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Learning music or speaking another language leads to more efficient brains

Whether you learn to play a musical instrument or speak another language, you're training your brain to be more efficient, suggests a Baycrest study

Baycrest Centre for Geriatric Care

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IMAGE: Dr. Claude Alain, first author of the paper and senior scientist at Baycrest's Rotman Research Institute. view more 

Credit: Provided by Baycrest Health Sciences

Whether you learn to play a musical instrument or speak another language, you're training your brain to be more efficient, suggests a Baycrest study.

Researchers found that musicians and people who are bilingual utilized fewer brain resources when completing a working memory task, according to recently published findings in the journal, Annals of the New York Academy of Sciences.

Individuals with either a musical or bilingual background activated different brain networks and showed less brain activity than people who only spoke one language and didn't have formal music training to complete the task, according to the study's findings.

"These findings show that musicians and bilinguals require less effort to perform the same task, which could also protect them against cognitive decline and delay the onset of dementia," says Dr. Claude Alain, first author of the paper and senior scientist at Baycrest's Rotman Research Institute. "Our results also demonstrated that a person's experiences, whether it's learning how to play a musical instrument or another language, can shape how the brain functions and which networks are used."

Musicians and people who are bilingual have long been shown to have a better working memory, the ability to keep things in mind, such as remembering a phone number, a list of instructions or doing mental math. But it remains a mystery as to why this is the case. This is the first brain imaging study looking at all three groups and this work uncovers how these activities boost different parts of the brain among individuals, adds Dr. Alain.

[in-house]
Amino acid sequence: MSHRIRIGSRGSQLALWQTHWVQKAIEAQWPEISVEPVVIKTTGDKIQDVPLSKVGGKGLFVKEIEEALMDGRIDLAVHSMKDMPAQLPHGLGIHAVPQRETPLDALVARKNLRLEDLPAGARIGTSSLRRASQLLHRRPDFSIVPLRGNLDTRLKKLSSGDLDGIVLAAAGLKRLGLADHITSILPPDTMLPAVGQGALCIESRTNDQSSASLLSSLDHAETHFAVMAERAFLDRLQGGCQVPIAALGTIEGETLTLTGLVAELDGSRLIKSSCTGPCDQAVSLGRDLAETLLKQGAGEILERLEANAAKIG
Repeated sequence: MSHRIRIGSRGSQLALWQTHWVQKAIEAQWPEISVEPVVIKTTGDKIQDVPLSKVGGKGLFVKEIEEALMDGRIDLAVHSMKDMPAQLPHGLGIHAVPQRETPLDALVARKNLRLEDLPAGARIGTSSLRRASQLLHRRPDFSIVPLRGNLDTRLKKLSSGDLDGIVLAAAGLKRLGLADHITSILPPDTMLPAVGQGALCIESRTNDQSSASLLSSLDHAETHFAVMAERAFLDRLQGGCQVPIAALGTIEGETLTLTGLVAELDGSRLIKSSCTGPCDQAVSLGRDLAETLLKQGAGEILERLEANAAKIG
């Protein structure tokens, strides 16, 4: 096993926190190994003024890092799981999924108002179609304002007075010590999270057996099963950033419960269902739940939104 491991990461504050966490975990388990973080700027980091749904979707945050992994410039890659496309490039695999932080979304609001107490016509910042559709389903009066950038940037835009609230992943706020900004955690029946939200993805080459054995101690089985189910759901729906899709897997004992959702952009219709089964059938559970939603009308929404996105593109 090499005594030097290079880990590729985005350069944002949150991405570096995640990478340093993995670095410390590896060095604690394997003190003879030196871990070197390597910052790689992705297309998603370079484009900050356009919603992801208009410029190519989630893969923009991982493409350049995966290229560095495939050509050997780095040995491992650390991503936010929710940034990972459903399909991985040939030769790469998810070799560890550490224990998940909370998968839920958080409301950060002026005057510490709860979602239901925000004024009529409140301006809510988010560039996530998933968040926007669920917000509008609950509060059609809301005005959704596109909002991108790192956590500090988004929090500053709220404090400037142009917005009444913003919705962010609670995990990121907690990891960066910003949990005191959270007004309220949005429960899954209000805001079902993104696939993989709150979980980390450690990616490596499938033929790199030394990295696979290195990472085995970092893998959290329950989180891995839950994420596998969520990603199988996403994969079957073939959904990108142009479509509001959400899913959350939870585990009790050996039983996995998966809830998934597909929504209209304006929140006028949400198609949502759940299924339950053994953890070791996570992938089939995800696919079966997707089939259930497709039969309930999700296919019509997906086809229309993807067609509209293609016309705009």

The study looked at the brains of 41 young adults between the ages of 19-35, who fit into three categories: English-speaking non-musicians, musicians who only spoke English and bilinguals who didn't play a musical instrument. Brain imagery was captured for each participant as they were asked to identify whether the sound they heard was the same type as the previous one. Sounds from musical instruments, the environment and humans were among those used in the study. Participants were also asked to identify if what they heard was coming from the same direction as the previous noise.

Musicians remembered the type of sound faster than individuals in the other groups, while bilinguals and musicians performed better on the location task. Bilinguals performed at about the same level as individuals who spoke only one language and didn't play a musical instrument on remembering the sound, but they still showed less brain activity when completing the task.

"People who speak two languages may take longer to process sounds since the information is run through two language libraries rather than just one," says Dr. Alain, who is also an associate professor at the University of Toronto's Institute of Medical Science and the Department of Psychology. "During this task, the brains of bilinguals showed greater signs of activation in areas that are known for speech comprehension, supporting this theory."

As next steps, researchers are exploring the impact of art and musical training among adults to see if this leads to changes in brain function.

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This research was supported by the Canadian Institutes of Health Research and the Natural Sciences and Engineering Research Council of Canada.

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